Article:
Obesity rates in the United States are still sky-high, but for the moment they appear to have stopped climbing higher, according to new data released by the Centers for Disease Control and Prevention.
One out of every three American adults is obese, and two out of every three are overweight, according to the data. Among children and teens, the numbers aren’t much better: Roughly 17 percent of children between the ages of 2 and 19 are considered obese. All of these percentages have increased sharply since 1980, the data show.
The obesity rate among women and children hasn’t changed measurably over the past decade, however, and it has remained largely flat among men for the past five years, according to the CDC report, which was published in the Journal of the American Medical Association.
Obesity experts reacted positively to the report, but emphasized that there was little to celebrate about the big picture.
“The obesity rates have somewhat leveled off, and for the most part that’s good, but the bad news is that they have leveled off at a prevalence rate that is alarmingly high,” says Scott Kahan, M.D., the co-director of the George Washington University Weight Management Program, in Washington, D.C. “We have a lot of work to do, and this has to be a national priority to move forward from here.”
Louis J. Aronne, M.D., the director of the Comprehensive Weight Control Program at New York-Presbyterian Hospital/Weill Cornell Medical Center, says that “it’s premature to declare victory in our war against obesity, but this is the first battle that has been won.” He adds, “Obesity is still the leading nutritional health problem facing Americans and the leading driver of health-care costs. Stopping it from going up is a nice start, but more is needed.”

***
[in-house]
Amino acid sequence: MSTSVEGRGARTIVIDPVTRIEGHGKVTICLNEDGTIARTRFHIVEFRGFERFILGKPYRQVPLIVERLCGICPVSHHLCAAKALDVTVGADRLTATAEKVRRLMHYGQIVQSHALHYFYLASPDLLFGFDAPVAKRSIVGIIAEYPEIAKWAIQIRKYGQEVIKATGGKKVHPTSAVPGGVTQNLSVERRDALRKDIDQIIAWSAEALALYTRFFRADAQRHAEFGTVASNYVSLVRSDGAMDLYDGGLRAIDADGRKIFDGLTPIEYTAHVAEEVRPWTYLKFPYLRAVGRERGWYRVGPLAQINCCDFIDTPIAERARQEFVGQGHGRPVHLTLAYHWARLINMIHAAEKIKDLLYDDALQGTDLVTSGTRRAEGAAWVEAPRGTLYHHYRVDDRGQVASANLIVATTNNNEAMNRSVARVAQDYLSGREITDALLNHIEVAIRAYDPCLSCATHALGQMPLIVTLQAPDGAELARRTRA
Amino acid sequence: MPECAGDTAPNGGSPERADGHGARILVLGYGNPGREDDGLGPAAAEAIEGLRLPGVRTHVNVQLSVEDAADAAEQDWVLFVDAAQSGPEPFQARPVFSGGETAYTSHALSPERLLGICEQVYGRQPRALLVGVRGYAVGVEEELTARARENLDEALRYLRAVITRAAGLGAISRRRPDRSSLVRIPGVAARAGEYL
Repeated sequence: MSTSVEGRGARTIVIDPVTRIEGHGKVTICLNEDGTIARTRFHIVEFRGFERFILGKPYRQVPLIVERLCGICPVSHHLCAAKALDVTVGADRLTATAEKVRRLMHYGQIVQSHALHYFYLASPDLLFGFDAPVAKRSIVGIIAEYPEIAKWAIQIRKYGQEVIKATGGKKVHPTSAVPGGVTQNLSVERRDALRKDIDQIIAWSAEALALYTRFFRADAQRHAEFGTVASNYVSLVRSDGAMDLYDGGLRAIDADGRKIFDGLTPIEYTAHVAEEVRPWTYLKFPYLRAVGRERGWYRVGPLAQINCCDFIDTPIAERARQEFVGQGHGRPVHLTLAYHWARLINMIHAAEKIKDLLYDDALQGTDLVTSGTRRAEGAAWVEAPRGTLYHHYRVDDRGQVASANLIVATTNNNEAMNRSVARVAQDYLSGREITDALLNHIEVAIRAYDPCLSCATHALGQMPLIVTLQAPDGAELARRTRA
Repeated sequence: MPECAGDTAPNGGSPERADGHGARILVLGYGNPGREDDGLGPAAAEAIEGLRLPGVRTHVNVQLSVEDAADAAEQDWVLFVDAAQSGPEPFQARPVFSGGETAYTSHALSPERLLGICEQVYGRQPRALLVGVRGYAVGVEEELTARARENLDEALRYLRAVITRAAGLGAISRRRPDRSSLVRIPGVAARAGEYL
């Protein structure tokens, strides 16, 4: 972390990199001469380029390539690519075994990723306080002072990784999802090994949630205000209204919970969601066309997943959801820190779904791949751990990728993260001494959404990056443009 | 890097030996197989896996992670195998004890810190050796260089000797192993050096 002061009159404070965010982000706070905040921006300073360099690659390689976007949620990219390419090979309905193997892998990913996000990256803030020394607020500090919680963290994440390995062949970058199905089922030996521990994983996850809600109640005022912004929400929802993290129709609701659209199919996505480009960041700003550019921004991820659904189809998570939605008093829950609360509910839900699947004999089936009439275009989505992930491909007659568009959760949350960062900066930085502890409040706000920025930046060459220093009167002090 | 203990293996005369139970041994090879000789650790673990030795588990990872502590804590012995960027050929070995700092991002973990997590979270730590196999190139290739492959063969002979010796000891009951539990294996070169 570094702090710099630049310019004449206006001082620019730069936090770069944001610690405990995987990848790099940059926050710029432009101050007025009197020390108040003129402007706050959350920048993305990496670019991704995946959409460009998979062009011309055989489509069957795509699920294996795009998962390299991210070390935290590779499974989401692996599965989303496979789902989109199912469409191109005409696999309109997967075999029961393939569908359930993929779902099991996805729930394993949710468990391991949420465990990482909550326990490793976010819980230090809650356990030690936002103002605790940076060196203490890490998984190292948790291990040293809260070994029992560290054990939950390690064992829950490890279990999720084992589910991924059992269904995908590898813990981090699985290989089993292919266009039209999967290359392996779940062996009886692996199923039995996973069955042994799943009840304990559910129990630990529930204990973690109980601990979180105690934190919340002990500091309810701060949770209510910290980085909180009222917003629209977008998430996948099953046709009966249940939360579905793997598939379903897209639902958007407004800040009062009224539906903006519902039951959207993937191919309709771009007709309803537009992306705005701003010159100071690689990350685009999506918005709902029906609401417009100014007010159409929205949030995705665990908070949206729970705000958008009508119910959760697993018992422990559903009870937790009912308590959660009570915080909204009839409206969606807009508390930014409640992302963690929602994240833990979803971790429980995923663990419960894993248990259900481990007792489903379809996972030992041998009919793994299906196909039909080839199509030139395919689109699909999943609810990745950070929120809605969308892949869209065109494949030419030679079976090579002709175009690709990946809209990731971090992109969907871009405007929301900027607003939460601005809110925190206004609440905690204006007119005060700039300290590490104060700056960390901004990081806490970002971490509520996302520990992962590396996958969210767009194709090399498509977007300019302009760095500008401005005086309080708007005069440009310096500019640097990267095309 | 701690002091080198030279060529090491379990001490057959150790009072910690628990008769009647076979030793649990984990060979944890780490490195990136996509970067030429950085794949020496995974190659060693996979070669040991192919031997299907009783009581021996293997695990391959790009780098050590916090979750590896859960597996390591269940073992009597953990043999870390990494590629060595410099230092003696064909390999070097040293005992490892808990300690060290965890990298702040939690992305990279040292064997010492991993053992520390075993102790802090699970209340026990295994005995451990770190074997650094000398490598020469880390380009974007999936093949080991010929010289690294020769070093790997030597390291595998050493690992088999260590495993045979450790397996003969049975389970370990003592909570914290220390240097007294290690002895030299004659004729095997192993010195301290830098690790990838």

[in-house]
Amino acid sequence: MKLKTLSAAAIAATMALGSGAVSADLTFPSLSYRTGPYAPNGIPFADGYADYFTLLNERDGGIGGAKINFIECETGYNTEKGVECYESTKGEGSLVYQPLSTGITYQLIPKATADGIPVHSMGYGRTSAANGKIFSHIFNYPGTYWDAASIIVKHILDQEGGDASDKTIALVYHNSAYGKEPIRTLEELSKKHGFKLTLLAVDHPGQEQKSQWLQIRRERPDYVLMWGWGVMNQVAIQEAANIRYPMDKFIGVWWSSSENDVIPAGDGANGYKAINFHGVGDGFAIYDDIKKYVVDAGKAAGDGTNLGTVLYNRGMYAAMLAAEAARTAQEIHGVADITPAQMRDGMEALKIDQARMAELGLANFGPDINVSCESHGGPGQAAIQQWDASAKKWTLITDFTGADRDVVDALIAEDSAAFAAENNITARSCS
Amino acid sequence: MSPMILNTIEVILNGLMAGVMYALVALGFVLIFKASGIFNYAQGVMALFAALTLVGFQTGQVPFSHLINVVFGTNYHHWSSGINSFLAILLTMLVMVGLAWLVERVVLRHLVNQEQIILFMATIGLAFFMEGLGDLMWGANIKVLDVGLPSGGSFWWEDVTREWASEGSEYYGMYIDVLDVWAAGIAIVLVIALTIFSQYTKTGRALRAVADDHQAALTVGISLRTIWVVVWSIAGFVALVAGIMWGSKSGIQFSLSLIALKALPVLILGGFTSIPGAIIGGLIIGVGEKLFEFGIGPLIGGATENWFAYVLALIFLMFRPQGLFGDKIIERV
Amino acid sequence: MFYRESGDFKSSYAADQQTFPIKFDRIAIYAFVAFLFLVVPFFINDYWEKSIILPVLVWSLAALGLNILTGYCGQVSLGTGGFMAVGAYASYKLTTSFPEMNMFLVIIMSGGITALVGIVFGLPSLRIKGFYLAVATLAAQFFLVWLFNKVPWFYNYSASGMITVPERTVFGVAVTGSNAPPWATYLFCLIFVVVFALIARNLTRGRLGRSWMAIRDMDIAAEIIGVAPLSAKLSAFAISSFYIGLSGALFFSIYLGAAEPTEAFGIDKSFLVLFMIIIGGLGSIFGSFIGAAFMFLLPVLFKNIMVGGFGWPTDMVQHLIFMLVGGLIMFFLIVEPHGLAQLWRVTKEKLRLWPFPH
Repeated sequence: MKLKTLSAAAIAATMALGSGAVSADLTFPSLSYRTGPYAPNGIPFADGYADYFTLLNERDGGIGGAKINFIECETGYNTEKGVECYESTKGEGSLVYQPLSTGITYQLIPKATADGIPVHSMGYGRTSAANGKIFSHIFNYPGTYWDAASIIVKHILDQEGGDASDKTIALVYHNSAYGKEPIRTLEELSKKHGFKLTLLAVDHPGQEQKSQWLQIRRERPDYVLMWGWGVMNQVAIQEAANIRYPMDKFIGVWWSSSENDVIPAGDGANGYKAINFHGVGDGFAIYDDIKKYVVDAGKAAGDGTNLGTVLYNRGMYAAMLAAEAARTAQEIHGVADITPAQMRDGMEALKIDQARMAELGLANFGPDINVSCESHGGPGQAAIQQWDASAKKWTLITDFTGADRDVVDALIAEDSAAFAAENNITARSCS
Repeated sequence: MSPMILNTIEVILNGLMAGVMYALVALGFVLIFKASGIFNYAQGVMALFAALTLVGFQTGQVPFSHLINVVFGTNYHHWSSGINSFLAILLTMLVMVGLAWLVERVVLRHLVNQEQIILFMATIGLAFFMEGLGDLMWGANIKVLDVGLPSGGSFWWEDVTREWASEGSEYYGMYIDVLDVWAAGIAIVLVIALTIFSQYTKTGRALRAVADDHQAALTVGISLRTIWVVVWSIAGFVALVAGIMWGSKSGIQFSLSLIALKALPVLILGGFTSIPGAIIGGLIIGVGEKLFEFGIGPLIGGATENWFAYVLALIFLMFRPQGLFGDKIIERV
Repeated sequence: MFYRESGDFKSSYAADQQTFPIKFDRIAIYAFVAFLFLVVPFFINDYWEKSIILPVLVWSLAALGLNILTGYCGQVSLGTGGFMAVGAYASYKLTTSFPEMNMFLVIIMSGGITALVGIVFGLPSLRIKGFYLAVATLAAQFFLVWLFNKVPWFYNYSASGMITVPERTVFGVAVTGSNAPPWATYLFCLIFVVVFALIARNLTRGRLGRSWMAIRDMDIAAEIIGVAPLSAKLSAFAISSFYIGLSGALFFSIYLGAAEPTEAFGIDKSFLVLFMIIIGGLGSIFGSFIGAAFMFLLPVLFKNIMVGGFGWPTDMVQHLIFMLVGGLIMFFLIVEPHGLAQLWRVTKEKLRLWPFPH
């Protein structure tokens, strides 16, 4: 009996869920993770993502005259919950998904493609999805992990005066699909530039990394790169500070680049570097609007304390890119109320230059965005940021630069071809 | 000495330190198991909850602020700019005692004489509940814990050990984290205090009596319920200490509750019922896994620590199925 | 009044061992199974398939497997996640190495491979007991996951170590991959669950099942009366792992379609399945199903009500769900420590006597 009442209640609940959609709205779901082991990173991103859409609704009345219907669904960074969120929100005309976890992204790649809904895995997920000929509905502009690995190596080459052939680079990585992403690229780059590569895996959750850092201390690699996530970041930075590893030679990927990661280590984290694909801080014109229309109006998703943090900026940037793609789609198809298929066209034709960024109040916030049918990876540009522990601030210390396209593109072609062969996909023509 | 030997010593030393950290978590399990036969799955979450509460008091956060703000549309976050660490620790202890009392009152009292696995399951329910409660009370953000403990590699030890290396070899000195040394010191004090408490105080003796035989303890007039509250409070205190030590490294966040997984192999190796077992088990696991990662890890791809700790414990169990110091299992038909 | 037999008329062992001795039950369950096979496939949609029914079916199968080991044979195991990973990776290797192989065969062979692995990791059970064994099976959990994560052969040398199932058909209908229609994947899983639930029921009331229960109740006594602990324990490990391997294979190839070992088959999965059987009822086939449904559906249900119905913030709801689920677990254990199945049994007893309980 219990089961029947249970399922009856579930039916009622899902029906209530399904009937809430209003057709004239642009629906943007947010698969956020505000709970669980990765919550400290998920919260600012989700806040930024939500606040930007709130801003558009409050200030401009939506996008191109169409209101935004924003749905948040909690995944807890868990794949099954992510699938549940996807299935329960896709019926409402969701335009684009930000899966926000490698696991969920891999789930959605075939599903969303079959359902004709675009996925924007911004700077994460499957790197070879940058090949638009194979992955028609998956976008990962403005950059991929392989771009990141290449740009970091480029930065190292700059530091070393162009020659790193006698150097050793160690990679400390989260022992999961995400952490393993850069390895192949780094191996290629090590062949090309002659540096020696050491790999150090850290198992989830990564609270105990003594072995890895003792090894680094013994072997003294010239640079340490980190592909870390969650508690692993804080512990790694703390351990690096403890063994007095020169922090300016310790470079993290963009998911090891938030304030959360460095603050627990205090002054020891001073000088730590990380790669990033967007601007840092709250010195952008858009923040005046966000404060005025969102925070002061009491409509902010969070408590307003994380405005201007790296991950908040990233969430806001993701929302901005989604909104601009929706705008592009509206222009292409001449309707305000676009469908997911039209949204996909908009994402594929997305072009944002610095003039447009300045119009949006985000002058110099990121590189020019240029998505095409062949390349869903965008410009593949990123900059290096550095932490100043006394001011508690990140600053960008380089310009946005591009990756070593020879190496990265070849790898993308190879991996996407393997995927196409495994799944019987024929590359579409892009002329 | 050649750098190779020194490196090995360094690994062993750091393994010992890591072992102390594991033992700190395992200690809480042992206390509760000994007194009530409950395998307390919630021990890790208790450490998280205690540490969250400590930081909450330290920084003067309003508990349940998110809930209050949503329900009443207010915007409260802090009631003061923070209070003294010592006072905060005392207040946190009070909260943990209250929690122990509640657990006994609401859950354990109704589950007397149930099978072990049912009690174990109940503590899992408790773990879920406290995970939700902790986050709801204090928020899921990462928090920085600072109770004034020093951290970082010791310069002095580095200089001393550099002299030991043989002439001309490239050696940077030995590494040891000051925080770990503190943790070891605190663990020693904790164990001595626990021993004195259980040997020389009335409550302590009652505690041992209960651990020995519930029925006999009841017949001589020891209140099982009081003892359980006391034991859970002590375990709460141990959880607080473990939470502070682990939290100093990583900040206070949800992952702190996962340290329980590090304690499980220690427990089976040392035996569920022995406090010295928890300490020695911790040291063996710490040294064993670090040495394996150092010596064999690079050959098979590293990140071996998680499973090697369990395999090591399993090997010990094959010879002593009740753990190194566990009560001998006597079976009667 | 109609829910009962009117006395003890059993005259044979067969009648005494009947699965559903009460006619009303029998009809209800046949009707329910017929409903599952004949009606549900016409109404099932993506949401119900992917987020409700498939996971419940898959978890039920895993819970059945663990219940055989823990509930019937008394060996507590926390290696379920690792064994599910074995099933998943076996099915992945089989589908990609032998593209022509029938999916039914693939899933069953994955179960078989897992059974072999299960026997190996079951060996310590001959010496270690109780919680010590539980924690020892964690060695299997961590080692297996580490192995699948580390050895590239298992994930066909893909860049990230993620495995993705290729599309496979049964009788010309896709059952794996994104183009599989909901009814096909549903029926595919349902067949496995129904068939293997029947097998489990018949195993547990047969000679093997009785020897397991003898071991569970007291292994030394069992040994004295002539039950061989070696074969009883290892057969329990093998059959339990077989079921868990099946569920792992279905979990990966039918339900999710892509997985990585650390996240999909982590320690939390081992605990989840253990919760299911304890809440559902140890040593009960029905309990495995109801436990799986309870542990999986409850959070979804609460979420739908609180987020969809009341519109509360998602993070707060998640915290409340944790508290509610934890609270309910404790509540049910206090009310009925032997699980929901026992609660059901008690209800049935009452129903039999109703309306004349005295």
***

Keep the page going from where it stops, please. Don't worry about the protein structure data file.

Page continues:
It’s not exactly clear what’s responsible for the stabilization of the nation’s waistlines. Experts say that the trend may be due to greater public awareness about healthy diets and the importance of regular exercise, and to the various school- and community-based programs that have been launched to fight the obesity epidemic. The growing popularity of gastric bypass surgery may also have played a role, according to Aronne.
The obesity rates have somewhat leveled off, and for the most part that’s good, but the bad news is that they have leveled off at a prevalence rate that is alarmingly high.
-Scott Kahan, M.D., co-director of the George Washington University Weight Management Program
“It could be that we’re finally having an impact on people’s behavior, and starting to take enough aggressive action with weight-loss surgery to stem the tide of obesity,” he says.
The data in the CDC report were based on height and weight measurements collected during a biannual national survey of more than 5,500 adults and 4,000 teens, children, and infants. Those measurements were then used to estimate the average body mass index (BMI) of various segments of the population. Obesity is defined as a BMI of 30 or above, and overweight is defined as a BMI of 25 or above.
Some groups are at greater risk for obesity than others, the survey showed. The prevalence of obesity among women (36 percent) was slightly higher than that among men (32 percent), and it was also higher among blacks (44 percent) and Hispanics (38 percent) than among whites (33 percent). The researchers caution, however, that these group differences in BMI may not present an accurate picture of obesity, since people of different ethnic groups tend to carry their weight differently and have different ratios of fat to lean tissue.
Excess weight has been implicated in more than 60 diseases, included heart disease, diabetes, and breast cancer, according to Aronne, who stresses that lowering the obesity rates must remain a national priority. “Obesity has to remain at the top of the list of problems we need to manage to improve the health of Americans and control health care costs,” he says.
The CDC researchers caution that obesity trends are difficult to forecast, and that while rates may have stabilized somewhat, “future large changes cannot be ruled out.”
Listing calorie counts and other nutritional information on menus, using taxes on junk food and soda to fund obesity programs or subsidize fruit and vegetable prices, and re-establishing physical education in the nation’s schools are “all part of the solution,” says Kahan.
“Obesity is now a part of the national dialogue,” he adds. “If we continue with our social and political will, we very well might see continued progress.”
By Denise Mann